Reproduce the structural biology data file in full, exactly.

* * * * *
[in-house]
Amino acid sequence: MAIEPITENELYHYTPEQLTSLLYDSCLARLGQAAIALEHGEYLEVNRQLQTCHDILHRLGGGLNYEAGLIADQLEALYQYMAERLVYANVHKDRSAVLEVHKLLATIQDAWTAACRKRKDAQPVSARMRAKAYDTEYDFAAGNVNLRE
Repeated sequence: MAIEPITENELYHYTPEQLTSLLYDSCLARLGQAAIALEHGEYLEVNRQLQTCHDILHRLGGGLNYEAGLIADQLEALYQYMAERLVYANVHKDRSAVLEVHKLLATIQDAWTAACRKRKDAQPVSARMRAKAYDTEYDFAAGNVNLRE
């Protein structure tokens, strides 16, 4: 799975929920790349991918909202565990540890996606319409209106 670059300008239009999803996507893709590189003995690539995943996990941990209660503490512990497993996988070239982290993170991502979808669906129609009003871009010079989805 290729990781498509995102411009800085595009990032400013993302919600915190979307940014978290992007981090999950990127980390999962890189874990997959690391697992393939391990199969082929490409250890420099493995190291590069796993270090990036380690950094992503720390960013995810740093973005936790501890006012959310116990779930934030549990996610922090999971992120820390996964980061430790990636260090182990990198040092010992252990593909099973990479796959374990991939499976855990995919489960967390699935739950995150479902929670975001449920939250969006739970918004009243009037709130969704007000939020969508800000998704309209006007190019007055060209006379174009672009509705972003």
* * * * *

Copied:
[in-house]
Amino acid sequence: MAIEPITENELYHYTPEQLTSLLYDSCLARLGQAAIALEHGEYLEVNRQLQTCHDILHRLGGGLNYEAGLIADQLEALYQYMAERLVYANVHKDRSAVLEVHKLLATIQDAWTAACRKRKDAQPVSARMRAKAYDTEYDFAAGNVNLRE
Repeated sequence: MAIEPITENELYHYTPEQLTSLLYDSCLARLGQAAIALEHGEYLEVNRQLQTCHDILHRLGGGLNYEAGLIADQLEALYQYMAERLVYANVHKDRSAVLEVHKLLATIQDAWTAACRKRKDAQPVSARMRAKAYDTEYDFAAGNVNLRE
């Protein structure tokens, strides 16, 4: 799975929920790349991918909202565990540890996606319409209106 670059300008239009999803996507893709590189003995690539995943996990941990209660503490512990497993996988070239982290993170991502979808669906129609009003871009010079989805 290729990781498509995102411009800085595009990032400013993302919600915190979307940014978290992007981090999950990127980390999962890189874990997959690391697992393939391990199969082929490409250890420099493995190291590069796993270090990036380690950094992503720390960013995810740093973005936790501890006012959310116990779930934030549990996610922090999971992120820390996964980061430790990636260090182990990198040092010992252990593909099973990479796959374990991939499976855990995919489960967390699935739950995150479902929670975001449920939250969006739970918004009243009037709130969704007000939020969508800000998704309209006007190019007055060209006379174009672009509705972003």